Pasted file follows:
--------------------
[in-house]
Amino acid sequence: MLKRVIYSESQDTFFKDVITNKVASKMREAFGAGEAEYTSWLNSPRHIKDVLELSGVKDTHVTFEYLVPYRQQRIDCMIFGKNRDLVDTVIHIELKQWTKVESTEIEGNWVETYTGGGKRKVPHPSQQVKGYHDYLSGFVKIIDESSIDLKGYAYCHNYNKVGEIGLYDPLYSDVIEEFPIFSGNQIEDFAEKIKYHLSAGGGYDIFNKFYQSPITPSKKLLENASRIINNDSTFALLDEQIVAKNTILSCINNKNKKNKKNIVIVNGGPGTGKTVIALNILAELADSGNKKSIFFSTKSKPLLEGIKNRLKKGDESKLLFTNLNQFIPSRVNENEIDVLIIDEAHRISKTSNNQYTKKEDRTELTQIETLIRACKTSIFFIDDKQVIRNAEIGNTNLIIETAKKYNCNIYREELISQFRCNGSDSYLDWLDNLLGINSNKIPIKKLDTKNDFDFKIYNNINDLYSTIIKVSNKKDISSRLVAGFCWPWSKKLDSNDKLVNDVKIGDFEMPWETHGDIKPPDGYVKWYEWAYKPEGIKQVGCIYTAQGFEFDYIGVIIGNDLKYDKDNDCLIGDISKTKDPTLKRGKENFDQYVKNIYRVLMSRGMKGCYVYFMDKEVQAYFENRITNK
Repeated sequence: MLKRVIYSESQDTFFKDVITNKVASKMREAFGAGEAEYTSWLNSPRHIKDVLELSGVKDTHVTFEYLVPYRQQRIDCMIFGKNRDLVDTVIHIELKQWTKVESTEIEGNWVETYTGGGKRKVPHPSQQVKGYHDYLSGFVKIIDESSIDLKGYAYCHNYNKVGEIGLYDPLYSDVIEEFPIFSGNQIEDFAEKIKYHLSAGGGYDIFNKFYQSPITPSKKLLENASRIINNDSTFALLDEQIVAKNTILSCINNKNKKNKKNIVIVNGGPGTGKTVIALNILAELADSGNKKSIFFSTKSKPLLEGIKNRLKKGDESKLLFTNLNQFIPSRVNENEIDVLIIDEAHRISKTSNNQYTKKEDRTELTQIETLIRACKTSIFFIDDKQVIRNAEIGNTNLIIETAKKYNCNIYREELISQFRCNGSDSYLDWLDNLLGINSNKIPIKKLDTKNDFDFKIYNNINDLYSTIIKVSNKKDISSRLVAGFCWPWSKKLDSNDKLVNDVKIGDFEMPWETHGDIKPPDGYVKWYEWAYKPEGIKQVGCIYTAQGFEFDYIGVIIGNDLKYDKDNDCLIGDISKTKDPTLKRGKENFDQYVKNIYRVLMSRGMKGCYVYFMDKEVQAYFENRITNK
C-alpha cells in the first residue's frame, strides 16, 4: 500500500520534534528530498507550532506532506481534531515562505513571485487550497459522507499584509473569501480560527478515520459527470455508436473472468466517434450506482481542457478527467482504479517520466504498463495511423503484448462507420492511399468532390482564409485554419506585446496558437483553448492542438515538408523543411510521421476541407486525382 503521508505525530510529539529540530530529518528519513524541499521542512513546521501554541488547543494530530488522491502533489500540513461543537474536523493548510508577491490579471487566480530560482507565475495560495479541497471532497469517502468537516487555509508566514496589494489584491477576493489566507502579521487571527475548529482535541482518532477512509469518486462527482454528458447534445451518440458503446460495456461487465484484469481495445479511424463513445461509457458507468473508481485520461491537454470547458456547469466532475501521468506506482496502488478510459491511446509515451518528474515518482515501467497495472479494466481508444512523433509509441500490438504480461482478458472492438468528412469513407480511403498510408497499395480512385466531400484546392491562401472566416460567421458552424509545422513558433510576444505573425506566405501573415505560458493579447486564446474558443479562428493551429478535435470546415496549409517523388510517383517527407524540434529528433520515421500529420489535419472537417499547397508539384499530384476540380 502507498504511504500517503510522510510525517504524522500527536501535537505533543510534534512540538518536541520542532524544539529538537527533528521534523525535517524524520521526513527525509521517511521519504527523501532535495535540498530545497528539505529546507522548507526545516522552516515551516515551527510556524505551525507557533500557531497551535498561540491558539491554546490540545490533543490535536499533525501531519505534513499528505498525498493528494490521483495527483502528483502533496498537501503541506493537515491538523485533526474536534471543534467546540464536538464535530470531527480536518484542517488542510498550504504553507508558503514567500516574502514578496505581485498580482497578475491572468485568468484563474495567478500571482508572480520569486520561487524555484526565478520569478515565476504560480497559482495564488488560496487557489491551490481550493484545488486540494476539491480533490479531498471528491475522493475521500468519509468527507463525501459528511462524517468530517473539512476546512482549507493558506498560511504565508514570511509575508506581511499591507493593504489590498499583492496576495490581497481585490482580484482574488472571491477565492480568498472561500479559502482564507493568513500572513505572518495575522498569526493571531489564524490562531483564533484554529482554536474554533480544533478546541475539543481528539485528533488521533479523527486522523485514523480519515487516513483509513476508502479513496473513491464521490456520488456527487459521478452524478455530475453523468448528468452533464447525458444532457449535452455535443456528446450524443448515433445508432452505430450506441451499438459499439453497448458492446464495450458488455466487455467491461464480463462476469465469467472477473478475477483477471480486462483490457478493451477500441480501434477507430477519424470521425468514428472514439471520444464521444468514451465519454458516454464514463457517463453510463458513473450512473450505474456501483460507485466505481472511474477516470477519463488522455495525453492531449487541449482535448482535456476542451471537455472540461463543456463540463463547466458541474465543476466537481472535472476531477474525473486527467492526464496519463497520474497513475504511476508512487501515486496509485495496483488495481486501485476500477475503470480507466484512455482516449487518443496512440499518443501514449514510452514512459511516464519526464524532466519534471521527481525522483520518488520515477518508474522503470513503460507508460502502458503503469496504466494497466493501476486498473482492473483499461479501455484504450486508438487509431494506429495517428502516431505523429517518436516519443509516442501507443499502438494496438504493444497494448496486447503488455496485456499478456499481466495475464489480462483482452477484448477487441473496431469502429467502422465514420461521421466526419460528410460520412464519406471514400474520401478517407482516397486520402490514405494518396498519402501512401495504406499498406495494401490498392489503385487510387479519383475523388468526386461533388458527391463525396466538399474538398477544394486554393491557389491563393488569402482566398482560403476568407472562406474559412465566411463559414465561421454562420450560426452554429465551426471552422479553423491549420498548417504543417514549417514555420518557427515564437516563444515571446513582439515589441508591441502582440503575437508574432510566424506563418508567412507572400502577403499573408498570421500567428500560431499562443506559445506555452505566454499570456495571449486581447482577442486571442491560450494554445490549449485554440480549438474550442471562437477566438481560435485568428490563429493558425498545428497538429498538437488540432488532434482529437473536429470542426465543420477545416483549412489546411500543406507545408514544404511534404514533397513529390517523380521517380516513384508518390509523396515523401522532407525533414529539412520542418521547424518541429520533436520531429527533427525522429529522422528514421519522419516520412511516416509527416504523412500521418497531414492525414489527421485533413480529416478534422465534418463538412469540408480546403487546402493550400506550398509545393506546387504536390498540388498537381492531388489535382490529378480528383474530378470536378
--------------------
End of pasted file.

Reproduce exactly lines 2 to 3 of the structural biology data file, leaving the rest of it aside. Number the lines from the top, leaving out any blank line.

Amino acid sequence: MLKRVIYSESQDTFFKDVITNKVASKMREAFGAGEAEYTSWLNSPRHIKDVLELSGVKDTHVTFEYLVPYRQQRIDCMIFGKNRDLVDTVIHIELKQWTKVESTEIEGNWVETYTGGGKRKVPHPSQQVKGYHDYLSGFVKIIDESSIDLKGYAYCHNYNKVGEIGLYDPLYSDVIEEFPIFSGNQIEDFAEKIKYHLSAGGGYDIFNKFYQSPITPSKKLLENASRIINNDSTFALLDEQIVAKNTILSCINNKNKKNKKNIVIVNGGPGTGKTVIALNILAELADSGNKKSIFFSTKSKPLLEGIKNRLKKGDESKLLFTNLNQFIPSRVNENEIDVLIIDEAHRISKTSNNQYTKKEDRTELTQIETLIRACKTSIFFIDDKQVIRNAEIGNTNLIIETAKKYNCNIYREELISQFRCNGSDSYLDWLDNLLGINSNKIPIKKLDTKNDFDFKIYNNINDLYSTIIKVSNKKDISSRLVAGFCWPWSKKLDSNDKLVNDVKIGDFEMPWETHGDIKPPDGYVKWYEWAYKPEGIKQVGCIYTAQGFEFDYIGVIIGNDLKYDKDNDCLIGDISKTKDPTLKRGKENFDQYVKNIYRVLMSRGMKGCYVYFMDKEVQAYFENRITNK
Repeated sequence: MLKRVIYSESQDTFFKDVITNKVASKMREAFGAGEAEYTSWLNSPRHIKDVLELSGVKDTHVTFEYLVPYRQQRIDCMIFGKNRDLVDTVIHIELKQWTKVESTEIEGNWVETYTGGGKRKVPHPSQQVKGYHDYLSGFVKIIDESSIDLKGYAYCHNYNKVGEIGLYDPLYSDVIEEFPIFSGNQIEDFAEKIKYHLSAGGGYDIFNKFYQSPITPSKKLLENASRIINNDSTFALLDEQIVAKNTILSCINNKNKKNKKNIVIVNGGPGTGKTVIALNILAELADSGNKKSIFFSTKSKPLLEGIKNRLKKGDESKLLFTNLNQFIPSRVNENEIDVLIIDEAHRISKTSNNQYTKKEDRTELTQIETLIRACKTSIFFIDDKQVIRNAEIGNTNLIIETAKKYNCNIYREELISQFRCNGSDSYLDWLDNLLGINSNKIPIKKLDTKNDFDFKIYNNINDLYSTIIKVSNKKDISSRLVAGFCWPWSKKLDSNDKLVNDVKIGDFEMPWETHGDIKPPDGYVKWYEWAYKPEGIKQVGCIYTAQGFEFDYIGVIIGNDLKYDKDNDCLIGDISKTKDPTLKRGKENFDQYVKNIYRVLMSRGMKGCYVYFMDKEVQAYFENRITNK